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Sunday, March 19, 2006

PTSD Documentary Airs Today

New England Cable News (NECN) is set to air a new documentary, Hidden Wounds, detailing the struggle of three local soldiers who've returned from Iraq with post-traumatic stress. If you're in the viewing area, you can catch it today at 10:00AM and 7:00PM. NECN will re-broadcast the special throughout the week [times/dates - scroll down]. For those not in the viewing area, the Boston Globe has an article out today and online clips are available.

Click on 'Article Link' below tags for more...

The pop of a firecracker in a parking lot was all it took to send Nate Fick back to Iraq. That sound had him ducking behind the nearest car, grabbing for the pistol holstered on his thigh. Except his gun wasn't there. The former Marine was in Maryland with his sister and it was July Fourth, about a month after his return from Iraq. "I stood up a few seconds later, and said, 'Man, I'm out of my mind,'" Fick said in an interview this week. ...

"Hidden Wounds," which debuts Sunday at 10 a.m. and 7 p.m., tells the stories of Fick, currently a Harvard graduate student, Sgt. Russell Anderson, a longtime military man from Norton, and Jeff Lucey, a Marine who killed himself several months after returning to Belchertown. "These are three very different men," said Iris Adler, the film's producer and writer. "In spite of their differences, they all come home with post-traumatic stress disorder."

About one in six soldiers from Iraq and Afghanistan are suffering from post-traumatic stress disorder and depression, according to studies cited in the documentary. The soldiers in the film believe that the percentage is much higher, but a stigma prevents others from admitting the struggle. "There's a lot more people out there than you think like me," Anderson, 55, said this week.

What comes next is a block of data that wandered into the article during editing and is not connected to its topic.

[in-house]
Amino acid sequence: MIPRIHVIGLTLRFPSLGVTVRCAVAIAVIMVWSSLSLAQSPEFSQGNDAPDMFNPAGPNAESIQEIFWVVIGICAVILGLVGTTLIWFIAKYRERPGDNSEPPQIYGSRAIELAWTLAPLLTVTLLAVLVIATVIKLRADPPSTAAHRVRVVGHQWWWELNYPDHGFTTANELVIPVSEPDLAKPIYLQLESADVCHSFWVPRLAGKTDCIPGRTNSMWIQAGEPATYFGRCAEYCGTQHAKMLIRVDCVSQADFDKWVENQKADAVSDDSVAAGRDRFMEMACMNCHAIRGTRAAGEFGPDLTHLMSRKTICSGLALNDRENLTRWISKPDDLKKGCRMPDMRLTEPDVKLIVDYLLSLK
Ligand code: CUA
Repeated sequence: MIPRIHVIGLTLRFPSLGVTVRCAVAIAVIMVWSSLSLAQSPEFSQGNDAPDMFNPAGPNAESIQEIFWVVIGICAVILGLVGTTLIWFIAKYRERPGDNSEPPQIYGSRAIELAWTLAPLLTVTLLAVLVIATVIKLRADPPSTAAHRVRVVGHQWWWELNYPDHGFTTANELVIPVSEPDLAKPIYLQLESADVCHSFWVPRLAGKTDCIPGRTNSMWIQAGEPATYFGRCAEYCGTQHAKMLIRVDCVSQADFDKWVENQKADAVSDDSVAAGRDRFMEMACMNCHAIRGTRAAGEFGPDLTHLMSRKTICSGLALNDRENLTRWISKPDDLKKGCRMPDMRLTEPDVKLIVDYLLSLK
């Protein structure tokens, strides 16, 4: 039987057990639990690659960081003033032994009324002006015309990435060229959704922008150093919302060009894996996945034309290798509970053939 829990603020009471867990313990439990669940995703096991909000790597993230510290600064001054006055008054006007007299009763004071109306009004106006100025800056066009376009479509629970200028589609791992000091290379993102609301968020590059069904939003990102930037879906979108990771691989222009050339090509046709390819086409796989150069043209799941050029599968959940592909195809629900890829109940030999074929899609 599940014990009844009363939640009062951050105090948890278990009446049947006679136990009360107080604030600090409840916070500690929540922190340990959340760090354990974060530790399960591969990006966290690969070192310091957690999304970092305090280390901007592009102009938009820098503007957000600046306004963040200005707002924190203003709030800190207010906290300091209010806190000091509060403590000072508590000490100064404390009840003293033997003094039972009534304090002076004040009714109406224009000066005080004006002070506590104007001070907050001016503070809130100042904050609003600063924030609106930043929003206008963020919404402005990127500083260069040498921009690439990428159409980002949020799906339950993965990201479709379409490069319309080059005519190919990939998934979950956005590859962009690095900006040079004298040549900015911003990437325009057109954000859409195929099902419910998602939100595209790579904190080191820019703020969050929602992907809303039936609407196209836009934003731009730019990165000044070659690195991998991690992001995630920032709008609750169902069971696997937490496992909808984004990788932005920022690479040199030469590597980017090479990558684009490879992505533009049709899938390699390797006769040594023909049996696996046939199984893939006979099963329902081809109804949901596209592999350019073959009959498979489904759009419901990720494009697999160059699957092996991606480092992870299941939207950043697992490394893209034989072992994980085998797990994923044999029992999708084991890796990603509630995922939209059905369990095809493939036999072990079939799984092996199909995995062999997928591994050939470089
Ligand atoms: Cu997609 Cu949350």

Anderson's and Lucey's experiences are briefly outlined before returning to Fick's story:

Fick, a Dartmouth graduate, joined the military to test himself and because he believed members of the privileged class should serve. In Iraq, he led a reconnaissance unit to Baghdad. Carnage became commonplace, and the pressure of making life and death decisions was relentless. When he returned home, Fick fell into deep depression. He found relief writing about his experiences, an exercise that became the book, "One Bullet Away."

Fick said he hoped telling his story makes post-traumatic stress disorder real to people who don't know a soldier. People returning from Iraq are going to have serious problems, he said, and society needs ensure they get proper care, unlike so many Vietnam veterans. "Their problems have endured the 30-40 years since they came back," Fick said. "I don't want to see that repeated."

Don't forget to view the online clips if you're outside of the viewing area; and take a moment to thank NECN for their efforts at getting more to understand the plight of those troops coping with PTSD.

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